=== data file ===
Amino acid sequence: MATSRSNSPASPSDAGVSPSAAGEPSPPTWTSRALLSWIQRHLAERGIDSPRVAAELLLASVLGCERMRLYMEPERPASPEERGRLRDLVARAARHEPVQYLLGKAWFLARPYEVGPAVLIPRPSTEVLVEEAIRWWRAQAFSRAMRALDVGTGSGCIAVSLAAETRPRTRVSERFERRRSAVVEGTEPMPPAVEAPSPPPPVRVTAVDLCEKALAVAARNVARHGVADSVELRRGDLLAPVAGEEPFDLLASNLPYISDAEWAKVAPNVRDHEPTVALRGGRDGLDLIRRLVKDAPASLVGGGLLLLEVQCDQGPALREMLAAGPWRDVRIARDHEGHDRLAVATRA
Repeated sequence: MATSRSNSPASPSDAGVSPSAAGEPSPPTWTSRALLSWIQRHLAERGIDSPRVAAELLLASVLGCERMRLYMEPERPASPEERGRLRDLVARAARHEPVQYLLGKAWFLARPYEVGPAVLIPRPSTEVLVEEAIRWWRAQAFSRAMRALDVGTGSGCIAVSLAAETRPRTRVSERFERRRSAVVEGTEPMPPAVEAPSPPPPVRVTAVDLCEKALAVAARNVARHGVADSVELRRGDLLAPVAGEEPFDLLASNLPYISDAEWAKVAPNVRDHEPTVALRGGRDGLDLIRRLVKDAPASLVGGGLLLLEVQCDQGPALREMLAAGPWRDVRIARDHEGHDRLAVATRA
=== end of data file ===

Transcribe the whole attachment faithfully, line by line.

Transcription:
Amino acid sequence: MATSRSNSPASPSDAGVSPSAAGEPSPPTWTSRALLSWIQRHLAERGIDSPRVAAELLLASVLGCERMRLYMEPERPASPEERGRLRDLVARAARHEPVQYLLGKAWFLARPYEVGPAVLIPRPSTEVLVEEAIRWWRAQAFSRAMRALDVGTGSGCIAVSLAAETRPRTRVSERFERRRSAVVEGTEPMPPAVEAPSPPPPVRVTAVDLCEKALAVAARNVARHGVADSVELRRGDLLAPVAGEEPFDLLASNLPYISDAEWAKVAPNVRDHEPTVALRGGRDGLDLIRRLVKDAPASLVGGGLLLLEVQCDQGPALREMLAAGPWRDVRIARDHEGHDRLAVATRA
Repeated sequence: MATSRSNSPASPSDAGVSPSAAGEPSPPTWTSRALLSWIQRHLAERGIDSPRVAAELLLASVLGCERMRLYMEPERPASPEERGRLRDLVARAARHEPVQYLLGKAWFLARPYEVGPAVLIPRPSTEVLVEEAIRWWRAQAFSRAMRALDVGTGSGCIAVSLAAETRPRTRVSERFERRRSAVVEGTEPMPPAVEAPSPPPPVRVTAVDLCEKALAVAARNVARHGVADSVELRRGDLLAPVAGEEPFDLLASNLPYISDAEWAKVAPNVRDHEPTVALRGGRDGLDLIRRLVKDAPASLVGGGLLLLEVQCDQGPALREMLAAGPWRDVRIARDHEGHDRLAVATRA